Since becoming Speaker John Bercow has (rightly) made a big deal about the Government not making policy announcements to the media before they had been made to the Commons. But yesterday Mr Bercow – or those close to him – appeared to break his own rule. Simon Burns MP spotted the inconsistency and raised the issue in a point of order with the Deputy Speaker, Sir Alan Haselhurst:
Mr. Simon Burns (West Chelmsford) (Con): On a point of order, Mr. Deputy Speaker. I seek your advice and help. Since he became Speaker, Mr. Speaker has on a number of occasions deprecated to the House the habit of giving information on policy to the media before it is announced in the House. That is right. I am sure that Mr. Speaker is as concerned as I am about the fact that his statement today was a significant story on the BBC news website half an hour before he made it. That suggests that it was leaked to the BBC. I was wondering whether Mr. Speaker would like to carry out an inquiry to try to find out how the statement was leaked and given to the corporation prior to its being made in the House.
Mr. Deputy Speaker: The hon. Gentleman could not possibly expect me to comment. Mr. Speaker will take note of what the hon. Gentleman has put on the record, but I could not possibly begin to opine about what may have occurred. I should just add that the fact that Mr. Speaker was going to make a statement was certainly in the public arena, in the sense that it was displayed on the annunciators in the House. I know no more than that.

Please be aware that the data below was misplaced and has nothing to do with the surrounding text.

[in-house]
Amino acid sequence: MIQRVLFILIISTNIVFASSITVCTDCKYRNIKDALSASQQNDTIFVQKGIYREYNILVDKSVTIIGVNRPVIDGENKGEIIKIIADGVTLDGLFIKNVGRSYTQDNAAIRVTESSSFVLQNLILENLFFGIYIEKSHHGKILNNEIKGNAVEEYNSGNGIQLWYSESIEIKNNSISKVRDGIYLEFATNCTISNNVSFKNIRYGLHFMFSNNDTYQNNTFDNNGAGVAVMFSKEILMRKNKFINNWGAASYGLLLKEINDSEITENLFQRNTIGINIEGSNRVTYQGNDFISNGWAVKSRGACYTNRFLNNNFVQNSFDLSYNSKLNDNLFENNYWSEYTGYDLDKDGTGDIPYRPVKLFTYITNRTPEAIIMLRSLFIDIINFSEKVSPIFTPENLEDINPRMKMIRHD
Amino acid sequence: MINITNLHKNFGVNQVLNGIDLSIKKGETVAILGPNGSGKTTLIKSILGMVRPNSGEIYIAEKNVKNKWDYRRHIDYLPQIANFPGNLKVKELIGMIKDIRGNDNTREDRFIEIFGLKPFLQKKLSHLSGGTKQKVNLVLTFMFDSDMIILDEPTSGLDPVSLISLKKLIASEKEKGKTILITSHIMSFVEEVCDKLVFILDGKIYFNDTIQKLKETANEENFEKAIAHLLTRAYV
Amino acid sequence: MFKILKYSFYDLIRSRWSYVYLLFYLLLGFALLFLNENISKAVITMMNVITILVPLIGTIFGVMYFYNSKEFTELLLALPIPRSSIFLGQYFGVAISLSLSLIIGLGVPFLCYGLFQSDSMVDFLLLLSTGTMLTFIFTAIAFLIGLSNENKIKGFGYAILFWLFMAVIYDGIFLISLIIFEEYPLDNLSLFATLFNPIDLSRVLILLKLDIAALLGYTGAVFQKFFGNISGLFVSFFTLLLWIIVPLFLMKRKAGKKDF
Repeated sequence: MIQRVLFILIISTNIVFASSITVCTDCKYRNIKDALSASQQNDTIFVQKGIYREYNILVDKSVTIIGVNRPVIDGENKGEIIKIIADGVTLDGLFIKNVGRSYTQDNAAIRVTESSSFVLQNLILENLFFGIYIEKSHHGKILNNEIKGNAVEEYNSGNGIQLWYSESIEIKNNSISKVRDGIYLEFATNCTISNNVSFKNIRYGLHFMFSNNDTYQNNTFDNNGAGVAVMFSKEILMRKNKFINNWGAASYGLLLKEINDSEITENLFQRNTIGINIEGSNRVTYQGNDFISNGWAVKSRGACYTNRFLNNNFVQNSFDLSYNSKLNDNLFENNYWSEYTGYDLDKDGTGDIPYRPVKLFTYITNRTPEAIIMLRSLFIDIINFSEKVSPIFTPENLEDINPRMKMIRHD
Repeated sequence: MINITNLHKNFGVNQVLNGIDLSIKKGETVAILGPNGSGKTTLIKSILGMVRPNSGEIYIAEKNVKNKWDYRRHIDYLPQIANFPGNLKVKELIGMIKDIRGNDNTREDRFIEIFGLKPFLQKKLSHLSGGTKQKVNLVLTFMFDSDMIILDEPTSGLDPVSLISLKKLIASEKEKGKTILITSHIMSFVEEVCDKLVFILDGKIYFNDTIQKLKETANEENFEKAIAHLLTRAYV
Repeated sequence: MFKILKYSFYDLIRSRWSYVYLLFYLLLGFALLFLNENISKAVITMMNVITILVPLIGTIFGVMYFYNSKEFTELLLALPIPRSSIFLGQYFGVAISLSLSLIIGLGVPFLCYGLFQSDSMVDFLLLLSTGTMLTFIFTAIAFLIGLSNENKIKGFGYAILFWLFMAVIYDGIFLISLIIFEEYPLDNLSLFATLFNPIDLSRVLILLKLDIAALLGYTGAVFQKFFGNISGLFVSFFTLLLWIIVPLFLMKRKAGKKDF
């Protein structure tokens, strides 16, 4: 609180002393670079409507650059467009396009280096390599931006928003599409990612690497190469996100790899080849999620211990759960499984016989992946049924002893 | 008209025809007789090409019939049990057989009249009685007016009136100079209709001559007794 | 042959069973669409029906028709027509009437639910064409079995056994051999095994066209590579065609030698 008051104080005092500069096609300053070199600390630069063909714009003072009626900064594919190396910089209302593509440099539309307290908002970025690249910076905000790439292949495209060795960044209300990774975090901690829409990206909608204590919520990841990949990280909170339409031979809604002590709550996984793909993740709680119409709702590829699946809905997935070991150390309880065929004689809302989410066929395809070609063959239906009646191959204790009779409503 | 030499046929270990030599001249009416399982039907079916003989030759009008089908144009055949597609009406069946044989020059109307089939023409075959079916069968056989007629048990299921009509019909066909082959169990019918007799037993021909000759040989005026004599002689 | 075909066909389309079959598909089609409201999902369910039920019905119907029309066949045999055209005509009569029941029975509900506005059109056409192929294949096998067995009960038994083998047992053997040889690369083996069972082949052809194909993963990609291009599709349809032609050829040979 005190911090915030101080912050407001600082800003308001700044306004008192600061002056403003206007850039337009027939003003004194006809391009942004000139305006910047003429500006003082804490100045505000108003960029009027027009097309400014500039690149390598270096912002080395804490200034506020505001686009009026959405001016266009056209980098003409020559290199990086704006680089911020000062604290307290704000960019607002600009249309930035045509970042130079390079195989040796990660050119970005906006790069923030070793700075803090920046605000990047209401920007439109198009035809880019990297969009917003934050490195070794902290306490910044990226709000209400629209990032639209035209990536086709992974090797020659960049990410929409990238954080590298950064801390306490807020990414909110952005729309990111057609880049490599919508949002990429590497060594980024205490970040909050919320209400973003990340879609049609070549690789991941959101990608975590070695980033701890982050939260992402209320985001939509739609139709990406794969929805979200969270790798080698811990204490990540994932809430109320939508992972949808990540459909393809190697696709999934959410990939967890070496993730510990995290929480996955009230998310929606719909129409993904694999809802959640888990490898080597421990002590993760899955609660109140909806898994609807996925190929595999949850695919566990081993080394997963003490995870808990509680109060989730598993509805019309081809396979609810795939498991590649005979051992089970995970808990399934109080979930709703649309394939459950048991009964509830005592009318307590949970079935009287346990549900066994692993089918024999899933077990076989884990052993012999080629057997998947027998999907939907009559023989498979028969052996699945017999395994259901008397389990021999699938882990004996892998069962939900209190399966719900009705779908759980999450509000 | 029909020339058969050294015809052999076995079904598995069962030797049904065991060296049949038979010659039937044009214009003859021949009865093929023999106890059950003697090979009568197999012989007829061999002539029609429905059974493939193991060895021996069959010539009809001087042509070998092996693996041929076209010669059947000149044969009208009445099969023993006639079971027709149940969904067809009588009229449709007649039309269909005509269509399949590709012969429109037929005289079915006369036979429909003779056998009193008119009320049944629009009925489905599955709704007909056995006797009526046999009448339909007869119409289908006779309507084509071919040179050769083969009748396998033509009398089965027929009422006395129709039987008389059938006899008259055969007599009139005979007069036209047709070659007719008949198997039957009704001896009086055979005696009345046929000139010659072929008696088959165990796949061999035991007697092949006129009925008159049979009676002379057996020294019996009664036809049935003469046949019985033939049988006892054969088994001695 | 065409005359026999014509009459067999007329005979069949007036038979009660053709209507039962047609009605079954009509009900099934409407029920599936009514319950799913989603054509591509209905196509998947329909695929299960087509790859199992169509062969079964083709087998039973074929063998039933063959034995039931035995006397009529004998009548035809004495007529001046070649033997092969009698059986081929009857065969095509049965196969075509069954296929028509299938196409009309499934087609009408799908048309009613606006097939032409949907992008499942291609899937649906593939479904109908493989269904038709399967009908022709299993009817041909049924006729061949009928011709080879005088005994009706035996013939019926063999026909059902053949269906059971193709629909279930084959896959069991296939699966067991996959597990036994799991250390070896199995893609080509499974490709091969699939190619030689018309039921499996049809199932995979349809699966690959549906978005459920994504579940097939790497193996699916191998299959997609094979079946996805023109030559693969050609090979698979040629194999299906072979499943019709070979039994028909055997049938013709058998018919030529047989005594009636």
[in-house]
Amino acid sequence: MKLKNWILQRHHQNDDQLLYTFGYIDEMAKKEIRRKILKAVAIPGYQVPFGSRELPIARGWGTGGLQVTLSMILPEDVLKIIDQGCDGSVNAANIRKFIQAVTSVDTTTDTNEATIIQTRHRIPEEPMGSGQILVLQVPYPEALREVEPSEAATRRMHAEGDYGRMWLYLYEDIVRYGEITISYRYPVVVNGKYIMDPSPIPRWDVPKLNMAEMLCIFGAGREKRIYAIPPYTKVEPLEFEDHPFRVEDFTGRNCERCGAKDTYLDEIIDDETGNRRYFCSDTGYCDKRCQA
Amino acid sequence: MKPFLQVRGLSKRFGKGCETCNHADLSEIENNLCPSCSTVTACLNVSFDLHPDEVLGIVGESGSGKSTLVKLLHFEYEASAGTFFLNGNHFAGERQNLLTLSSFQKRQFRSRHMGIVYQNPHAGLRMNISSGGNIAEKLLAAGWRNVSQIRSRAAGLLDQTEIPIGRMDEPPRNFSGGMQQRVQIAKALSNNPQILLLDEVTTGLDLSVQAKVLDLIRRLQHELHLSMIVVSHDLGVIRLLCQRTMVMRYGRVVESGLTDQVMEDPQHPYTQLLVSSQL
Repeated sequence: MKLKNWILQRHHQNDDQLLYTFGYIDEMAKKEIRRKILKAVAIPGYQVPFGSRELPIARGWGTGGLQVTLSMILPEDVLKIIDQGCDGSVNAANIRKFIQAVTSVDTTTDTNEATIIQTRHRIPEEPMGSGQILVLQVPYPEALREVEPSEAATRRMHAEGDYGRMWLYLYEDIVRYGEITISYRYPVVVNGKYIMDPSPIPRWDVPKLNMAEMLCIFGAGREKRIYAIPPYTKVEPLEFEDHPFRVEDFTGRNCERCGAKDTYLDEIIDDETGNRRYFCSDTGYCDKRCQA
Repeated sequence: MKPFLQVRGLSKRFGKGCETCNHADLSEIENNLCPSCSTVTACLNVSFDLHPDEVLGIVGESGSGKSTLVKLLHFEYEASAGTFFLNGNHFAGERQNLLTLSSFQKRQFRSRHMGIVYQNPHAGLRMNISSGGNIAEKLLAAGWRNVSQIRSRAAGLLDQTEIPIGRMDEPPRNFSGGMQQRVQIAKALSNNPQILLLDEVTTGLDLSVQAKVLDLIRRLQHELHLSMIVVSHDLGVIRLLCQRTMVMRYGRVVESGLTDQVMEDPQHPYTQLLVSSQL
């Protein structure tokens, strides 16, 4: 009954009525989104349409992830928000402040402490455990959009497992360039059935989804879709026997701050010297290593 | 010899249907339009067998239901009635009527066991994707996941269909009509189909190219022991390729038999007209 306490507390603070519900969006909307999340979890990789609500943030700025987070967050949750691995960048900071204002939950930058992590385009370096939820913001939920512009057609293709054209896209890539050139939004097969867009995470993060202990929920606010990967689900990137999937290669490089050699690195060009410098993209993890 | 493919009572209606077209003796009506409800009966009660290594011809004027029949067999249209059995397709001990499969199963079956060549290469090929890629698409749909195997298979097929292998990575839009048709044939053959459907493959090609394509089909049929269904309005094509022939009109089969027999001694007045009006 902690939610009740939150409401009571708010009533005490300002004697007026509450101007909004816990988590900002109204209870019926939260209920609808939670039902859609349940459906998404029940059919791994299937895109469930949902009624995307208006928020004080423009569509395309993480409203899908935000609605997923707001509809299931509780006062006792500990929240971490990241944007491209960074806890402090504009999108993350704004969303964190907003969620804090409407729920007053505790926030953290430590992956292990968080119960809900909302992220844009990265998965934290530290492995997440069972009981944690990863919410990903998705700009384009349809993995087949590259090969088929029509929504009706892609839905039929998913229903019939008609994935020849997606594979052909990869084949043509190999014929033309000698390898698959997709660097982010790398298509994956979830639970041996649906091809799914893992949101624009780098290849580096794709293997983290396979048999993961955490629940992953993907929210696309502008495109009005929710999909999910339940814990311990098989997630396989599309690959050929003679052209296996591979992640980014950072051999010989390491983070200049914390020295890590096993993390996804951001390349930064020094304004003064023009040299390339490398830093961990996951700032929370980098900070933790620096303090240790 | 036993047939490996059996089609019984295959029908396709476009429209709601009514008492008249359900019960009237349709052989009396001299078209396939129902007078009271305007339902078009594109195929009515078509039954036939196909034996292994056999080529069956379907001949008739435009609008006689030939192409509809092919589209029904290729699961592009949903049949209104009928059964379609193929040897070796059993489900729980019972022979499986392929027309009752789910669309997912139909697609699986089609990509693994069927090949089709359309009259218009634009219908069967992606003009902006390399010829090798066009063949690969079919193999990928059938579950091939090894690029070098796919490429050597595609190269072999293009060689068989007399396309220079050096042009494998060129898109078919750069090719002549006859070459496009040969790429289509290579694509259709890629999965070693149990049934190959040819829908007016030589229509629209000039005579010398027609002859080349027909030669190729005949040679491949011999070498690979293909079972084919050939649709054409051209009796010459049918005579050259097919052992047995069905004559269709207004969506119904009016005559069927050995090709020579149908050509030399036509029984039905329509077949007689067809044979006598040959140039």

Mr. Burns: Further to that point of order, Mr. Deputy Speaker. I assure you that although the fact that Mr. Speaker was to make a statement was on the monitors, in no shape or form was it clear what the statement would be about. The other point is that if the Government have to bring statements here first rather than leaking them, no one—whether it is the Government or any other body with advance notice—should leak Mr. Speaker’s statements to the media.
Mr. Deputy Speaker: I cannot speculate about that. I say again to the hon. Gentleman that he has put his concerns on the record. If something injudicious or accidental has occurred, there will no doubt be opportunity for further comment. The issue is hardly more urgent than that.